By David Cale; Directed by Leigh Silverman
Off Broadway, Solo Show
Extended through 12.23.17
Vineyard Theatre, 108 East 15th Street
by Lexi Orphanos on 11.21.17
Billy Crudup in Harry Clarke. Photo by Carol Rosegg.
BOTTOM LINE: In David Cale's new solo show starring Billy Crudup, Harry Clarke is the one man you want in your life, and the one man you'll give up your own lot to be.
Philip Brugglestein is quirky, excluded, and from rural Indiana. Harry Clarke is unpredictable, charismatic and brings his cockney London charm to Manhattan. Through David Cale's new play Harry Clarke, we see how Brugglestein—portrayed by the sensational Billy Crudup—transforms into Harry Clarke, the man who can spin gold out of anything. Crudup fills out the character and the messiness of coping with a traumatic childhood. With an almost Patrick Bateman-level of intensity, Harry Clarke bursts in and makes a mess of everyone else's life, feeling little sympathy as a true sociopath would.
Right off the bat, we find out that Harry Clarke first reared his ugly head when Philip was only eight years old. As his parents argue and Mr. Brugglestein essentially torments his son, Harry Clarke becomes his protector. As he gets older, the London glamour of his cockney accent makes him the life of the party, and women are tripping over themselves to get to know this quippy, brilliant stranger. Of course, being Harry Clarke isn't a foolproof fix. At first, he confesses his true identity to a friend, and is immediately rejected. He swears to leave Harry behind, and he does—until he meets Mark Schmidt.
In Harry Clarke the story unfolds in sensitive, thrilling stories told by Crudup. His true self has no skills, no exciting investments, but as Harry he feels confident. Harry is well-liked, can seduce whomever he chooses, can catch boxer briefs with one hand without looking, and for once, finally seems happy. In this way, playwright Cale (who won an Obie for his 1998 solo show Lillian) proposes a complicated question: is rewriting our story such a crime when we don't have a say in which life we're born into? At a time when we can freely alter most things about ourselves, changing our dialect and given name to better fit who we feel we really are should make sense.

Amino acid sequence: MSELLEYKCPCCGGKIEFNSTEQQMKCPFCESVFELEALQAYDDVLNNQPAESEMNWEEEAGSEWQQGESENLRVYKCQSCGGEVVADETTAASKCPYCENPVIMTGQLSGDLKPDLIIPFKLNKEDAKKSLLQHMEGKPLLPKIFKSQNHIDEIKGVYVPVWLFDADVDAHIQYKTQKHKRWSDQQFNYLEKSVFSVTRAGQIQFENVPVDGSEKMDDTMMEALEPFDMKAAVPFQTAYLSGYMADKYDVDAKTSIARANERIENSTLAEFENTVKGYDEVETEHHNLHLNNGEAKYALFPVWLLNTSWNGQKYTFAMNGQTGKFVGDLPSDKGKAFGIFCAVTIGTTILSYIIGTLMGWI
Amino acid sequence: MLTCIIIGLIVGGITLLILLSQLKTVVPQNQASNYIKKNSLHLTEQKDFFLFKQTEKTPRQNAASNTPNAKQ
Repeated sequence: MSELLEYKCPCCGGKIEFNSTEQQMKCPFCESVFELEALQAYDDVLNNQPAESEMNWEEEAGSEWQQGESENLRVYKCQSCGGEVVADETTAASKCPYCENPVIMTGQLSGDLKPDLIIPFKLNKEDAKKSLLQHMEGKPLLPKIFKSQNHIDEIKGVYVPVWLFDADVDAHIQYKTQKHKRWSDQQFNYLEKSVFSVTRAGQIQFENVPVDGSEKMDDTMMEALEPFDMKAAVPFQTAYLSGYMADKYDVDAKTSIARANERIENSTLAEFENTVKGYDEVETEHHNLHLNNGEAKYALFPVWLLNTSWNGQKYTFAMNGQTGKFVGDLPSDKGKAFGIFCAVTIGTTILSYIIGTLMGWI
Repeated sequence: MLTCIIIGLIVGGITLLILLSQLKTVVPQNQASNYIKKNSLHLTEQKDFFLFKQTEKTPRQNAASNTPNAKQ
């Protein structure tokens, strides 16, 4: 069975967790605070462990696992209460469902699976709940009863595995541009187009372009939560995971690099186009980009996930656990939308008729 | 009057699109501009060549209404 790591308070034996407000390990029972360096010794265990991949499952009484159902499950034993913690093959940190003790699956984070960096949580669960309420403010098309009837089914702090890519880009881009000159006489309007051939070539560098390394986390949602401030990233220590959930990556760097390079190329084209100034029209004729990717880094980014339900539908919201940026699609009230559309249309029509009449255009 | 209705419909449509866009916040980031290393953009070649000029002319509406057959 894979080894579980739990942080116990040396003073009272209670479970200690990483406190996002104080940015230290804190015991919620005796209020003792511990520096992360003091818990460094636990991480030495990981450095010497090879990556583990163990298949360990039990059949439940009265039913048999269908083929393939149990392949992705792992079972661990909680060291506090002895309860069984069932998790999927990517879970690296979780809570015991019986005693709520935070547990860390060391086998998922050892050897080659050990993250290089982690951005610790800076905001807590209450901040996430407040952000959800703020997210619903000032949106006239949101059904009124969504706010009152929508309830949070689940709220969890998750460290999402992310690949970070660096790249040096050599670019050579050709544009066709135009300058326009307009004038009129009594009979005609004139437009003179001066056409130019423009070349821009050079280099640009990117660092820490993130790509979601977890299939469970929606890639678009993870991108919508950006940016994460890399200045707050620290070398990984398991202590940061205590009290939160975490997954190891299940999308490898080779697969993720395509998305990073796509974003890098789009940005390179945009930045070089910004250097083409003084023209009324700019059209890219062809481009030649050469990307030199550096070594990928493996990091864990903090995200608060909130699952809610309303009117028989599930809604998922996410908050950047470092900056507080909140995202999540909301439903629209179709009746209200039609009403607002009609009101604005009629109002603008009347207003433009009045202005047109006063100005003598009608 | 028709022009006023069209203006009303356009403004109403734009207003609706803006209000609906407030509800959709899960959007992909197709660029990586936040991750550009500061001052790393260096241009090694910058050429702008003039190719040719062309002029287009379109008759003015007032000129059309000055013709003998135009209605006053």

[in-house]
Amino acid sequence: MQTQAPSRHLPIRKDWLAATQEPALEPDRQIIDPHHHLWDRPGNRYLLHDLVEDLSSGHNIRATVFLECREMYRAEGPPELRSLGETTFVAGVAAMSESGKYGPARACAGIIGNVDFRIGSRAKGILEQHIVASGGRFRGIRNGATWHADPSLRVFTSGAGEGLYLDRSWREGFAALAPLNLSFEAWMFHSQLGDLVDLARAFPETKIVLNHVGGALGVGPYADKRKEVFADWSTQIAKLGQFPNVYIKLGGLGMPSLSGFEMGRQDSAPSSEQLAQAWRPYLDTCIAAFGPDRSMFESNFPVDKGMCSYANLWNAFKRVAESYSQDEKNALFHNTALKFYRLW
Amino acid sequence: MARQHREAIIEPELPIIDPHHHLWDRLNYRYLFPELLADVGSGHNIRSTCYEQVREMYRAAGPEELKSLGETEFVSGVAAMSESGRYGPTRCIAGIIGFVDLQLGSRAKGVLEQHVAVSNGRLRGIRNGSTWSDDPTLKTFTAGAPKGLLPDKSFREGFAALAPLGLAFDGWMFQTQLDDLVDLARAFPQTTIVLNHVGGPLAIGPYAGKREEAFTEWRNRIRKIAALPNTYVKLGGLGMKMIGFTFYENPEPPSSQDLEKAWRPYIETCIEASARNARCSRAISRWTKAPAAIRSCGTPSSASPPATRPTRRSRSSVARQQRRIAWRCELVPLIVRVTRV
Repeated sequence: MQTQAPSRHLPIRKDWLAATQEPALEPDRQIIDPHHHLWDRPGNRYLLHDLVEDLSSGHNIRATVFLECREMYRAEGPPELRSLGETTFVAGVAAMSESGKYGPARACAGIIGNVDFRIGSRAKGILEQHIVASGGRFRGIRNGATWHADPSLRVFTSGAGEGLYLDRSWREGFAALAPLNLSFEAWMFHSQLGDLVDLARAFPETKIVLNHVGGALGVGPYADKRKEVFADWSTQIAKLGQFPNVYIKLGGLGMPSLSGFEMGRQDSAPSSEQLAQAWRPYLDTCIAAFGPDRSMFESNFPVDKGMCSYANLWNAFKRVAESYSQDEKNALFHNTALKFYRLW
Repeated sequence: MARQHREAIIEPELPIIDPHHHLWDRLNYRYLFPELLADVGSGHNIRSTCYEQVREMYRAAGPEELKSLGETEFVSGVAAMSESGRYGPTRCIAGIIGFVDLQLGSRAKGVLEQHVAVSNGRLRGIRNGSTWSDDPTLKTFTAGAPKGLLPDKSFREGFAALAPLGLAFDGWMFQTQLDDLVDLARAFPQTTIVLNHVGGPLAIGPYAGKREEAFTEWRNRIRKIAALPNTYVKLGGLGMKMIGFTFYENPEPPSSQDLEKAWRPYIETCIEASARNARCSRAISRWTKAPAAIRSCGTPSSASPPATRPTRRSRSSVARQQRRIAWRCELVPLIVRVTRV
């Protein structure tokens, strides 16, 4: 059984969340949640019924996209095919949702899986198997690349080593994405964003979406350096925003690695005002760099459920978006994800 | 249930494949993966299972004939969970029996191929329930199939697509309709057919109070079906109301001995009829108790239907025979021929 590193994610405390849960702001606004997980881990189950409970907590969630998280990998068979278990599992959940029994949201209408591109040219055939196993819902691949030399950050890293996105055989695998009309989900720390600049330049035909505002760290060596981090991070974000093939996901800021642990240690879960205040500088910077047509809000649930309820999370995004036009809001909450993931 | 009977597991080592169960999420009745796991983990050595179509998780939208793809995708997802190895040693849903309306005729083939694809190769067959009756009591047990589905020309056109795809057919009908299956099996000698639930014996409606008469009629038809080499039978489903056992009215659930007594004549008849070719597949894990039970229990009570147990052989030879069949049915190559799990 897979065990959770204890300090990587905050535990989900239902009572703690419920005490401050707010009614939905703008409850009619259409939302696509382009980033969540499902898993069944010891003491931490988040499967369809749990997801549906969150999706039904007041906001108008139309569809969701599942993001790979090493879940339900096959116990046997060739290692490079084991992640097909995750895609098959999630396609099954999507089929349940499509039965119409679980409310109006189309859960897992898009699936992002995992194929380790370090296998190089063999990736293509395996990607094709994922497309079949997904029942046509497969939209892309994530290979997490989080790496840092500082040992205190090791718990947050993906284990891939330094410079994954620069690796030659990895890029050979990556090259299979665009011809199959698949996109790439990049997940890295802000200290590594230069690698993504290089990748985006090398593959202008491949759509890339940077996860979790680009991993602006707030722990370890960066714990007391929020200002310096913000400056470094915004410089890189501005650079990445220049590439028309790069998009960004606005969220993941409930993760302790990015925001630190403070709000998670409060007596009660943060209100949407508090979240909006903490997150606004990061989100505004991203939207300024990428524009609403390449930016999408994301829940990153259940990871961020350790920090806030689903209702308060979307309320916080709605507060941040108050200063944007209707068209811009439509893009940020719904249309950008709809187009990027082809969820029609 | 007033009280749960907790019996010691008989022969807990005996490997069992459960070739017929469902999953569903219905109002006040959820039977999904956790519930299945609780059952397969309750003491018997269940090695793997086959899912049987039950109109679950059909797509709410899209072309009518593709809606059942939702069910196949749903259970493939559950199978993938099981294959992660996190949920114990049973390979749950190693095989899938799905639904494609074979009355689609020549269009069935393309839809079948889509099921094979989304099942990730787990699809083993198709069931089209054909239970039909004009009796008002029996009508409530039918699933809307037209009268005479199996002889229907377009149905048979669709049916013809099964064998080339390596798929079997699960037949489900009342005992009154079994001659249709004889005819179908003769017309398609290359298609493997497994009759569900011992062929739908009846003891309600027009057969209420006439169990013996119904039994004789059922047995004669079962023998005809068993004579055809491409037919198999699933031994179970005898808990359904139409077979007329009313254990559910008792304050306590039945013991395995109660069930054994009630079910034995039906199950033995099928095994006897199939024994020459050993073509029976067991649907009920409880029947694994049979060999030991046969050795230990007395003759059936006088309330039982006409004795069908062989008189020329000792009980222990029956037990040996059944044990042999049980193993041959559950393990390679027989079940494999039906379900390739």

Aside from the subtle, sensual story, the set is left plain, so as to shift through the many bars, boats, and bedrooms that Harry encounters. Original music also written by Cale adds a refreshing element that helps distinguish Harry Clarke from many of Billy Crudup's other performances. Harry is confused but hardened. He is everyone's best friend, while no one knows the first thing about him. He is cosmopolitan and spinning out of control. Harry Clarke is the man you want in your life, and the man who will likely ruin it.
(Harry Clarke plays at Vineyard Theatre, 108 East 15th Street, through December 23, 2017. The running time is 1 hour 20 minutes with no intermission. Performances are Tuesdays, Wednesdays, and Thursdays at 7; Fridays at 8; Saturdays at 3 and 8; and Sundays at 3. Tickets are $79, $100 premium, and are available at by calling 212-353-0303 or at vineyardtheatre.org.)
Harry Clarke is by David Cale. Directed by Leigh Silverman. Scenic design by Alexander Dodge. Costume design by Kaye Voyce. Lighting design by Alan C. Edwards. Sound design by Bart Fasbender. Original songs by David Cale. Production Stage Manager is Shelley Miles. Produced in association with Audible.
The cast is Billy Crudup.